On Buying Wine:

The key is to find a wine shop where you feel comfortable-both physically and in being able to communicate with the owner or salesperson there. Tell him or her, "I don't care about wines with big names; I'm interested in smaller producers." Buy an assorted case (to get the normal 10-15% case discount), and make notes when you try each wine-day, food, impression, whether you liked or didn't like it. Then go back to the same store and the same salesperson, and tell her what you liked and didn't like. This gives her a better idea of your palate, and should yield better recommendations.

Articles

Three Rules For Choosing The Right Dinner Wine

by: Dakota Caudilla

RULE NO 1: Drink the wine that you like.

Sounds obvious, doesn't it? Sometimes, however, we get so caught up in what is the right wine and what is the wrong wine that we forget the most important thing: we have taste! We have our own individual taste and love drinking the wine we love to drink. Sure, certain wines traditionally match certain foods and flavours, but ultimately you are the judge of what you like to drink, no matter what the enologists say!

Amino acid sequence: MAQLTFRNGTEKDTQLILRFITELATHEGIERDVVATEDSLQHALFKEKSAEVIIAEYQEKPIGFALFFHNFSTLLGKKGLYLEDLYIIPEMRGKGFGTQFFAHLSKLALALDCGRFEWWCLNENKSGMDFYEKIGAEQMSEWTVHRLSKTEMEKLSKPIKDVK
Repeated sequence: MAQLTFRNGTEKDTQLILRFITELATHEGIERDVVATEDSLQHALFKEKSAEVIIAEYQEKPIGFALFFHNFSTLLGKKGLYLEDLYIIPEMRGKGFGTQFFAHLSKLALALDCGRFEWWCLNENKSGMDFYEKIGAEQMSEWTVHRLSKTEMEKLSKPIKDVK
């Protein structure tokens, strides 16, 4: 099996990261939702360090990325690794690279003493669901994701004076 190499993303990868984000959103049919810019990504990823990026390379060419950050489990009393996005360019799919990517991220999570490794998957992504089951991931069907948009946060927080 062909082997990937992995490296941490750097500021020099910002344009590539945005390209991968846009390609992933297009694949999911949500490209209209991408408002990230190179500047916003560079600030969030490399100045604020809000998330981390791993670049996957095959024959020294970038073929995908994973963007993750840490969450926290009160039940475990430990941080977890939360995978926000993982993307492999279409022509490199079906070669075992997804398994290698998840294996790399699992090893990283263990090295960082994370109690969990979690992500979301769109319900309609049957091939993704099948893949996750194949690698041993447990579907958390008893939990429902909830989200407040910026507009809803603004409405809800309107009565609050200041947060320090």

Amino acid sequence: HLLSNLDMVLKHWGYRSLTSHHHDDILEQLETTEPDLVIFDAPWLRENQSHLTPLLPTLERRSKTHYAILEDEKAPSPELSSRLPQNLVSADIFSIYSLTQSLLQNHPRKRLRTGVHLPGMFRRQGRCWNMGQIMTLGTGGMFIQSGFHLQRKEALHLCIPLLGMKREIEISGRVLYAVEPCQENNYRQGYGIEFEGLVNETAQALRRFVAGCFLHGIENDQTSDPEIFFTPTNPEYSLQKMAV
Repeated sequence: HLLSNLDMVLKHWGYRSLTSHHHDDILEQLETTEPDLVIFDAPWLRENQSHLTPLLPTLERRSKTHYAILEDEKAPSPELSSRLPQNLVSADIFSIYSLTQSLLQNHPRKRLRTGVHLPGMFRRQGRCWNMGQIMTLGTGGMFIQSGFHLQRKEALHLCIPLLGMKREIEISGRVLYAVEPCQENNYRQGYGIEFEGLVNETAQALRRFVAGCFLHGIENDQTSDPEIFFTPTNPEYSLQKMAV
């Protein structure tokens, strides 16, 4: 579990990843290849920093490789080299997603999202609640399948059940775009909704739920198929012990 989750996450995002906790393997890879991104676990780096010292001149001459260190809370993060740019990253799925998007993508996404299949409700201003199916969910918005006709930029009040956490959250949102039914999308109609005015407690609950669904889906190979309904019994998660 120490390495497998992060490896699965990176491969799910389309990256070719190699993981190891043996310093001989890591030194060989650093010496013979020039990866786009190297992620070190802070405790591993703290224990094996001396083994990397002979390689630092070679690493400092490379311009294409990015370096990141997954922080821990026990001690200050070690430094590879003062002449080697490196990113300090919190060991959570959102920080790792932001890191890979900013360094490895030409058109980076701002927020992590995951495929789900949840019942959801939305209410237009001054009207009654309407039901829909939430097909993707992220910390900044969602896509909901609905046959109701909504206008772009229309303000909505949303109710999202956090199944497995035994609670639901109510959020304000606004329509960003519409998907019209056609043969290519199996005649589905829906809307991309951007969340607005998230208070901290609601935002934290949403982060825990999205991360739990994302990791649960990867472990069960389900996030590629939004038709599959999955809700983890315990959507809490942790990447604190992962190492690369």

RULE NO. 2: White with fish, red with meat? Not always.

Everyone knows that fish meals should be accompanied by white wine and meat dishes should be accompanied by red wine. But adhering to strict wine rules takes the fun out of choosing wines. Trust your own sense of taste. A wine should do one of two things: complement or contrast. Not all fish dishes are cooked in the same way, so why should they all be accompanied by white wine? Consider the dish, the way it is cooked, the spices and seasonings added, and then choose a wine that complements those elements or contrasts, that is if you want a more intense experience.

RULE NO. 3: Always read a wine label.

Not all merlots, shirazes, and cabernets are the same. An Australian merlot will differ from an American or French merlot. Read up on winemaking practices around the world and learn the differences between wines and their countries of origin. But apart from the country of origin, also look for information about specific regions and vineyards. The more detailed information on a wine label, the better the wine will be. Of course, the better the wine the more expensive it will be and that is the final deciding factor.

About The Author

Dakota Caudilla, journalist, and website builder Dakota Caudilla lives in Texas. He is the owner and co-editor of www.drinks-are-on-us.com on which you will find a longer, more detailed version of this article.

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